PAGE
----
In 1940 my mother, my sister and I went to Hawaii to be with my stepfather, a Marine stationed in Pearl Harbor. After moving into our house the first to greet me was a neighborhood girl, 12 year old Lavonne Mckay. (I was ten) We had many adventures which I wrote about in a story for my grandchildren. With Halloween coming up I thought I might post an excerpt dealing with my first real Halloween. You will note a wood spool comes into play here as well.
"As Halloween approached Lavonne McKay kept talking about what fun we would have when the day arrived. Halloween was very different when I was a girl. There were no little children dressed in costumes going door to door for candy and treats. In the country, kids might play tricks on their neighbors, turn over an outhouse or put something on top of a barn that the farmer had to climb up and get the next day, but I had always lived in the suburbs. We didn’t even celebrate Halloween unless we were invited to a party at some one’s house. I had no idea how we were going to have all this fun Lavonne McKay kept talking about. On Halloween night we left my house after dark. Despite the fact it was pitch black outside, Lavonne McKay seemed to know where she was going. I hurried along behind. We sneaked up to the window of a house. Lavonne McKay took a wooden spool from her pocket. It had notches cut into it and a string attached. She pulled the string, and the spool turned against the window making spooky tapping noises. Every time the people inside came to the door to see what was going on, we would crouch down and hide in the bushes. On our third stop there was a car parked in the driveway. “Here”, she said, and handed me a piece of soap. I didn’t know what I was supposed to do with soap, and then I saw Lavonne McKay rubbing her piece of soap on the windows of the car. Tentatively I rubbed soap on the windows on my side of the car. It left long gooey white streaks. “Hurry”, she whispered. I rubbed faster. Suddenly the front door flew open. “Get away from that car you kids”, shouted an angry voice. “I’m going to call the cops.” We ran as fast as our legs would carry us. We stumbled over things in the dark but kept on running. We didn’t know where we were going but kept on running, and when we finally stopped to catch our breath Lavonne McKay was laughing. Not little giggles or quiet snickers, but big, bent over, tears in the eyes laughter. I was not laughing. I was sure at any minute a policeman would come looming out of the darkness and take us to jail. Fortunately for the state of my nerves, Lavonne McKay seemed to feel we had accomplished our mission, and we headed for home."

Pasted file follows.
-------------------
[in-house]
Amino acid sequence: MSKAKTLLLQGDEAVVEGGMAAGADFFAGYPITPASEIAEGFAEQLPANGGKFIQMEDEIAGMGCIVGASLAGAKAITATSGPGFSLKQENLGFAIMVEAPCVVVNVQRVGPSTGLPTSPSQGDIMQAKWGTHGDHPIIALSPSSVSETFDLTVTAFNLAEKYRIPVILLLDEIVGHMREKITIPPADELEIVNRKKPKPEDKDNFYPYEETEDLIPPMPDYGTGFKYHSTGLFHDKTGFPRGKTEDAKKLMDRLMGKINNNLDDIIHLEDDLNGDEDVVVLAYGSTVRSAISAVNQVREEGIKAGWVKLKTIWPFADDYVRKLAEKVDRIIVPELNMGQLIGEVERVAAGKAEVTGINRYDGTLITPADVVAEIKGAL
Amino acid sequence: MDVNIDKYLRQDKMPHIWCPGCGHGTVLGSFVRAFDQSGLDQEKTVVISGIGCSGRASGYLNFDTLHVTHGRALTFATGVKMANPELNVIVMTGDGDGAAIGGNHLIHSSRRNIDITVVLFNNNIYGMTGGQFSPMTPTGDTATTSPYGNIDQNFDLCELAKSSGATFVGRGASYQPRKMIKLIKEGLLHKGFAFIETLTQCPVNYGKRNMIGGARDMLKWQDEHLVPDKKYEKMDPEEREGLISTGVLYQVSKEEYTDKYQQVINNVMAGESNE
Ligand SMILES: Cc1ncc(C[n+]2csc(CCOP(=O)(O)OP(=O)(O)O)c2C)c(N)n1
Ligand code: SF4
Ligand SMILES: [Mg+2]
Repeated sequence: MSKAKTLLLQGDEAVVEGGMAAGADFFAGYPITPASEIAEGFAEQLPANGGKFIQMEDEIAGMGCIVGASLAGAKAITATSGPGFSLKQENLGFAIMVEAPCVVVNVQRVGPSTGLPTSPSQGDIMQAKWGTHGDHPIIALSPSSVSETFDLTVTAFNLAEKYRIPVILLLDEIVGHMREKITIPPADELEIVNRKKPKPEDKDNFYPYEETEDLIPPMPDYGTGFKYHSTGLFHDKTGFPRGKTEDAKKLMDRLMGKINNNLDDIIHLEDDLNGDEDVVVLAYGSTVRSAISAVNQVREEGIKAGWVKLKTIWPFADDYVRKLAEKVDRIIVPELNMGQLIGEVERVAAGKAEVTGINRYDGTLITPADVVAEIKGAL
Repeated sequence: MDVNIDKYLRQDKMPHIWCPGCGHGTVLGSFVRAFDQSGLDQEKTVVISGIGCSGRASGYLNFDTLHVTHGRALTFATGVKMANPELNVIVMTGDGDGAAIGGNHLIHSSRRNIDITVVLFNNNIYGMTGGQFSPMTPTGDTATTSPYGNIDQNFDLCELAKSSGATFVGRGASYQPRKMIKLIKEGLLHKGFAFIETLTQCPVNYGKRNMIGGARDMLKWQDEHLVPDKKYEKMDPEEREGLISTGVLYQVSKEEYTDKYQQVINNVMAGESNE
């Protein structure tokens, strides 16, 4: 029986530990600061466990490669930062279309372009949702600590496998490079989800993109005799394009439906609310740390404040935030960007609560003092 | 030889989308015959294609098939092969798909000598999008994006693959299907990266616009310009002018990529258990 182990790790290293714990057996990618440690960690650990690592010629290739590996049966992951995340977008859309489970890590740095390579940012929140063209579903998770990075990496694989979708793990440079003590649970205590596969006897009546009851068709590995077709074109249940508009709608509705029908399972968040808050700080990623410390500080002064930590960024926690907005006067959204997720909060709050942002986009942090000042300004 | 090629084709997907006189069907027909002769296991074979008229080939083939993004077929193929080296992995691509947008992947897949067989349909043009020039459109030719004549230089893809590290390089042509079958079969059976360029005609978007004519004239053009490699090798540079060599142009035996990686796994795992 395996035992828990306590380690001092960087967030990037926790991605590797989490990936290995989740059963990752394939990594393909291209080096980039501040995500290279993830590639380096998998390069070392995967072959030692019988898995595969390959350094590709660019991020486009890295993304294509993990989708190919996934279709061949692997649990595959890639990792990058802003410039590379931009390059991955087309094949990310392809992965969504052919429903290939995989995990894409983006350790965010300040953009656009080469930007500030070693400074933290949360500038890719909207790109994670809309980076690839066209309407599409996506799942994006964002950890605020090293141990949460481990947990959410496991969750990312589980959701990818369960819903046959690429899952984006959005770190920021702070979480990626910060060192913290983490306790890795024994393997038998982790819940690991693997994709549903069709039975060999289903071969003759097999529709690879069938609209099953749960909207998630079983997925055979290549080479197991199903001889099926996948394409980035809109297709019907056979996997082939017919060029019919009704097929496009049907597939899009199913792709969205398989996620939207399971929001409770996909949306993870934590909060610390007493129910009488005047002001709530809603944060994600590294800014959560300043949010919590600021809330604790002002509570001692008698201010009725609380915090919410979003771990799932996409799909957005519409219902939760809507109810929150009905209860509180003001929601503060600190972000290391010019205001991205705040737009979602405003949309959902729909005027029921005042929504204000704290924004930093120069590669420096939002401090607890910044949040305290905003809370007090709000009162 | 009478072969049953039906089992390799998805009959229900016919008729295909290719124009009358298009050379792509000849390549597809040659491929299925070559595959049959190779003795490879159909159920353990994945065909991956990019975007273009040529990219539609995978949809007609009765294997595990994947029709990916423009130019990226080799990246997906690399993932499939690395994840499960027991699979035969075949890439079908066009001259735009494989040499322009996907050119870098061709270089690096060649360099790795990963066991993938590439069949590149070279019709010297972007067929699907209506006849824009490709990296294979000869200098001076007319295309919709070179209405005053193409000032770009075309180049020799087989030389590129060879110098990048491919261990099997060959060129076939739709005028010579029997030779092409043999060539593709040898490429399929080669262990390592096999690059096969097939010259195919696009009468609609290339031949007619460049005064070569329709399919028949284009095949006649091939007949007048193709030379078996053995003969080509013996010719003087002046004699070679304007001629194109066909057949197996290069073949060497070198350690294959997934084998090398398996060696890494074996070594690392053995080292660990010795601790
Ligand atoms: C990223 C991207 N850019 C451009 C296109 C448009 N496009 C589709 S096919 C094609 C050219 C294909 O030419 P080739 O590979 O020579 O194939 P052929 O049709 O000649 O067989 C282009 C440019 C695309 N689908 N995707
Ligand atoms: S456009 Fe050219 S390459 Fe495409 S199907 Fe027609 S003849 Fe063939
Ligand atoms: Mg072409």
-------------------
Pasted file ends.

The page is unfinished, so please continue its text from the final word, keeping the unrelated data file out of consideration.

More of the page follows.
When I got home my mother asked if I had a good time. I lied and said "yes" When she asked what we did I said "nothing much." I thought it better for both my mother and myself if she didn't know.